Joe Conason probably knows more about the anti-Clinton scandal machine than anyone alive, and he's quick to catch the fine hand of Rupert Murdoch in the latest one:
Today’s New York Times reports that the paper of record — along with the Washington Post and Fox News — will follow “story lines” from a forthcoming book to be published by Rupert Murdoch’s HarperCollins imprint titled Clinton Cash: The Untold Story of How and Why Foreign Governments and Businesses Helped Make Bill and Hillary Rich. Strange bedfellows, those two “liberal media” outlets and the Murdoch empire — except for the smoldering grudge that both newspapers have nurtured against the Clintons ever since their “Whitewater is Watergate” obsession crashed and burned almost 15 years ago.
Still, the partnership between HarperCollins, Fox News, and the nation’s two leading newspapers amounts to an open declaration of war in a presidential election, and the consummation of an alliance with a totally disreputable “news” conglomerate. This is the journalistic equivalent of the Hitler-Stalin pact — and a very disturbing decision by Times and Post executives.
The Times describes the paper’s agreement with author Peter Schweizer as “exclusive,” although it is hard to see how exclusive it can be if the Post and Fox are chasing the same accusations. The Times article also flatters Schweizer, a Breitbart contributor and former George W. Bush speechwriter, for the book’s “focused reporting.” Since the paper has agreed to promote Clinton Cash with that “exclusive” arrangement, however, it isn’t easy to accept at face value the judgment of the reporter, Amy Chozick, who was assigned to hype it.
And Media Matters publishes Peter Schweitzer's long, long record of distortion, lies and fabulism. Here's just one example:
Schweizer Retracted "Incorrect" Report About Sen. WhitehouseSchweizer Suggested Sen. Whitehouse Committed Insider Trading. As The Providence Journal noted, Schweizer alleged in his 2011 book Throw Them All Out that Sen. Sheldon Whitehouse (D-RI) benefited from a stock sale because of his position in the U.S. Senate:
Schweizer's overall case is that members of Congress enjoy deep access to valuable inside business information that they, unlike other citizens, can legally exploit for personal benefit, such as well-timed stock transactions.One episode in the book concerns a large volume of stock sales made by legislators in mid-September 2008, just after a private session in which top executive branch officials briefed congressional leaders on details of the unfolding financial crisis. The book notes that Whitehouse sold holdings in a financial stock at that time. That trade came amid the senator's largest volume of trading for that year.[...]Schweizer's other brief mention of Whitehouse concerned a regulatory agency's announcement on May 15, 2007, that Medicare reimbursements would be curtailed for Amgen's highly profitable drug Aranesp. Schweizer writes correctly that Whitehouse sold between $15,000 and $50,000 worth of Amgen stock on May 9 and asks whether he "knew anything" about the adverse regulatory action to come a week later."We cannot be sure," Schweizer writes in part. "But the timing seems too good to be true" because Amgen stock prices fell quickly. [Providence Journal, 11/19/11, via NewsLibrary.com; Google Books, accessed 3/30/15]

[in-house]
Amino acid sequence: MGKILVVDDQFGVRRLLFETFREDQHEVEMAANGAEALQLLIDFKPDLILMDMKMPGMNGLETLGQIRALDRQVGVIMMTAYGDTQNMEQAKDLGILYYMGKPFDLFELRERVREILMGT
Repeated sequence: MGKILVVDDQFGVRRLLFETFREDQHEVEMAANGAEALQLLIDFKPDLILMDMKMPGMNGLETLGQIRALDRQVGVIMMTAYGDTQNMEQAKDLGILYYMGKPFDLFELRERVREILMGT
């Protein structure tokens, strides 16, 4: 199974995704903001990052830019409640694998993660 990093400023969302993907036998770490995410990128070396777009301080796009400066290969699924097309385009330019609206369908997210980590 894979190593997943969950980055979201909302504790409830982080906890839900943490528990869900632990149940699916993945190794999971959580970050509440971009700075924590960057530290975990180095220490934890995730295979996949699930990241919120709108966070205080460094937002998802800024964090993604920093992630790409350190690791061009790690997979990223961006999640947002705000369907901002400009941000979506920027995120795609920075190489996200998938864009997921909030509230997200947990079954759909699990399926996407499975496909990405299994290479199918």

Journal: Schweizer's Reporting Was Wrong. The Journal noted numerous factual problems with Schweizer's allegations, including that Whitehouse wasn't a member of the committee in question at the time:
Whitehouse rebutted with three points. First, he said he didn't know about the trades because his financial adviser was empowered to make them unilaterally. Second, he wasn't present at the leadership meeting and he said he had no inside information to act on. Third, he suggested that defensive sales were the obvious strategy for a trader at that moment in 2008 because of such public crises as the fall of the Lehman Brothers securities firm.[...]But Schweizer writes incorrectly that Whitehouse sat on the Senate Health, Education, Labor and Pensions Committee and hints that membership could have conferred access to information about the coming Medicare decision on Amgen's drug.Whitehouse was not a member of the health committee in 2007, although he joined it later.[...]Schweizer's account omits many months of very public findings and questions on Aranesp and another Amgen anemia drug which, according to independent biotech industry analysts, might have prompted investors to sell shares in the company at any number of points. Contemporaneous stock tips, agency statements and news accounts seem to establish, moreover, that it would not have required insider information to surmise that adverse regulatory action on Amgen's products was possible, if not probable. [Providence Journal, 11/19/11, via NewsLibrary.com]
Schweizer Retracted His Allegation Against Whitehouse. The author was forced to retract his attack against Whitehouse:
Whitehouse was not a member of the health committee in 2007, although he joined it later. If Schweizer had realized that, he was asked in an interview, would he have included Whitehouse in this passage of his book?"No, I probably would not have mentioned him," the author replied. Schweizer said he would correct the mistake. [Providence Journal, 11/19/11, via NewsLibrary.com]
They will do anything to keep a Democrat out of the White House. Don't forget!